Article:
British Rail 10100

From Wikipedia, the free encyclopedia
Jump to navigation Jump to search
British Rail 10100
Type and origin
Power typeDiesel-mechanical
BuilderLMS, Derby Works
Build date1952
Specifications
Configuration:
 • Whyte4-8-4
 • UIC2'D2'
Gauge4 ft 8 12 in (1,435 mm)
Leading dia.39 in (0.991 m)
Driver dia.51 in (1.295 m)
Wheel diameter51 in (1,300 mm) driving,
39 in (990 mm) pony
Minimum curve5 chains (100 m)
Wheelbase41 ft 4 in (12.60 m) 41 ft 4 in (12.60 m)
Length50 ft 0 in (15.24 m) 50 ft 0 in (15.24 m)
Width9 ft 0 in (2.74 m) 9 ft 0 in (2.74 m)
Height13 ft 0 in (3.96 m) 13 ft 0 in (3.96 m)
Loco weight120 long tons (122 t)
Fuel capacity720 imp gal (3,300 l; 860 US gal)
Coolant cap.60 imp gal (270 l; 72 US gal)
Water cap500 imp gal (2,300 l; 600 US gal)
Prime moverPaxman 12RPH, 4 off
TransmissionFell central gearbox
Train heatingSteam generator
Train brakesVacuum
Performance figures
Top speed84 mph (135 km/h)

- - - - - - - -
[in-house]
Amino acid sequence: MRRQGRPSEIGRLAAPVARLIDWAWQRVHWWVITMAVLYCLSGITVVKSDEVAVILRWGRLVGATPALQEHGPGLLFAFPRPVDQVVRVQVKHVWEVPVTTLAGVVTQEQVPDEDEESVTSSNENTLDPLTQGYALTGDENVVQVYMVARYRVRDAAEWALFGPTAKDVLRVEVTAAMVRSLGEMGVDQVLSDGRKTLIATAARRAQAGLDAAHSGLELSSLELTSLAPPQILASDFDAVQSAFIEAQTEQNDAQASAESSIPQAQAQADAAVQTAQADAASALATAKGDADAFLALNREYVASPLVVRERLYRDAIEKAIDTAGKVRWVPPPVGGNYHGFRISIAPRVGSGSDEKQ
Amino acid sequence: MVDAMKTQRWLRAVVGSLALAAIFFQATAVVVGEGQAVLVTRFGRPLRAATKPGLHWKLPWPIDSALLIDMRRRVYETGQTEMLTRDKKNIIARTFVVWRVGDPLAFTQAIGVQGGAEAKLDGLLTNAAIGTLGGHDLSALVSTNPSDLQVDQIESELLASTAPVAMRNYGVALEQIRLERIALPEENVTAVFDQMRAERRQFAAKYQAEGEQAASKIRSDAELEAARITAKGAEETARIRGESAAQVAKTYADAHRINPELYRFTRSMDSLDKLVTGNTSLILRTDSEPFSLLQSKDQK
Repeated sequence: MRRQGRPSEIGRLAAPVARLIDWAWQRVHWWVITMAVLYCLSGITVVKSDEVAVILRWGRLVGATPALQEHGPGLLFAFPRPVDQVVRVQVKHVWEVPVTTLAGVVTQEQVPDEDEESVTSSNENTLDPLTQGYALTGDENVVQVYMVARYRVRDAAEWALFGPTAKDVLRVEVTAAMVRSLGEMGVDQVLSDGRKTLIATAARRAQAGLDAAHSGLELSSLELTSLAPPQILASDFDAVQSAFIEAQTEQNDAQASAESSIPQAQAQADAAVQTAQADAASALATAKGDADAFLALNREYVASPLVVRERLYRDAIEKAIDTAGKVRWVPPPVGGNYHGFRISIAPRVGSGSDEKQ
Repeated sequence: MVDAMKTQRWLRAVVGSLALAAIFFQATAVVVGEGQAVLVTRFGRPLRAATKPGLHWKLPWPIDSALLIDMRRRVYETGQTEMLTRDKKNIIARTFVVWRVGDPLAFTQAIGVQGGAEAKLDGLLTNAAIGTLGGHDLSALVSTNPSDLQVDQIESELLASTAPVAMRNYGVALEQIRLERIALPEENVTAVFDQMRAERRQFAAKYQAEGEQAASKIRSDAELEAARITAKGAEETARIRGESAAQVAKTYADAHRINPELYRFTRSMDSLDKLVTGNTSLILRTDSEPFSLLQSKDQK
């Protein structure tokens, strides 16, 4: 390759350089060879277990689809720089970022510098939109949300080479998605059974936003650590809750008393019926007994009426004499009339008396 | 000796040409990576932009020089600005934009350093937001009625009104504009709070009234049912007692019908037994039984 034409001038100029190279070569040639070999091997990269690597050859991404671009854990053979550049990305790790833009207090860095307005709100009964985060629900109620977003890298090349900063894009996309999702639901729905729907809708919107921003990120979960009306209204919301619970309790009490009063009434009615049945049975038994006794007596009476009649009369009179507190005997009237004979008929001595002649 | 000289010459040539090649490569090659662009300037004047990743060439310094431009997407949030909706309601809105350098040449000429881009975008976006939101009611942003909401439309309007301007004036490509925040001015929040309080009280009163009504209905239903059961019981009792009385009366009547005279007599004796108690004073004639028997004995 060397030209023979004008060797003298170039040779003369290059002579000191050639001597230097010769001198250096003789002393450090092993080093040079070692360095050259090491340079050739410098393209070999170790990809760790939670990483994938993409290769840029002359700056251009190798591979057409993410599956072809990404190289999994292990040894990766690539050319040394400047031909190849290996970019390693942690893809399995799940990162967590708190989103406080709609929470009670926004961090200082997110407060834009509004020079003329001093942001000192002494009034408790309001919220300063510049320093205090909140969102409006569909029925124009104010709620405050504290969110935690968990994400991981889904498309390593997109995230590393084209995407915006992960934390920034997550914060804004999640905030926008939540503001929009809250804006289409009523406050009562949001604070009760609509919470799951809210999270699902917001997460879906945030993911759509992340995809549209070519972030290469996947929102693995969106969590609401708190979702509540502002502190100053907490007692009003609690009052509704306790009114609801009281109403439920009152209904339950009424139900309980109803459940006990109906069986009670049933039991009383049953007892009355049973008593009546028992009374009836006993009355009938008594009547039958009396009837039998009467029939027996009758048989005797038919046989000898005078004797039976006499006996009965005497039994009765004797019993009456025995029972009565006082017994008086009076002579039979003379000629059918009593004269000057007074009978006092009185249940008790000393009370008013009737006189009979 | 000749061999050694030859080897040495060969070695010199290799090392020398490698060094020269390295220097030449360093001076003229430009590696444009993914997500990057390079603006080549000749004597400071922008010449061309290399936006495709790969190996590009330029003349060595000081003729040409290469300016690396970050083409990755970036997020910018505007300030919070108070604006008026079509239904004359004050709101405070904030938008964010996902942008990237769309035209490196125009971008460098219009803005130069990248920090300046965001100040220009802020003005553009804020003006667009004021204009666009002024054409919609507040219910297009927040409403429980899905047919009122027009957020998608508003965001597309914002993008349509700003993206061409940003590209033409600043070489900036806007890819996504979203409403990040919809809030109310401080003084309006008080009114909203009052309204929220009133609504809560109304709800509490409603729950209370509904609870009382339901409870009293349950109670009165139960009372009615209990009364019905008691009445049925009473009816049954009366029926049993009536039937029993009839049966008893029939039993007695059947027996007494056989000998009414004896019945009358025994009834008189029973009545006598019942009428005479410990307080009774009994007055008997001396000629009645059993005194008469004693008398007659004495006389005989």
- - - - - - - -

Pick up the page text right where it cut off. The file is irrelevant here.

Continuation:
Power output2,000 bhp (1,500 kW)
Tractive effort25,000 lbf (111 kN)
Career
Railroad(s)British Railways
Power class6P5F, later Type 4
Number10100
NicknamesFell locomotive
RetiredSeptember 1958
ScrappedDerby Works, January 1960

British Railways 10100 was an unusual experimental diesel locomotive known informally as The Fell Diesel Locomotive (after Lt. Col. L.F.R. Fell, who was one of the designers). It was the joint production of Davey Paxman & Co, Shell Refining & Marketing Co and Lt-Col L.F.R. Fell, built for them by the London, Midland and Scottish Railway at Derby. Sir Harry Ricardo was also involved. By the time it emerged in 1950, nationalisation had taken place and it carried British Railways livery. The locomotive had six diesel engines, four of them used for traction. The auxiliary engines drove the pressure-chargers for the main engines and the purpose of this arrangement was to enable the main engines to deliver very high torque at low crankshaft speed.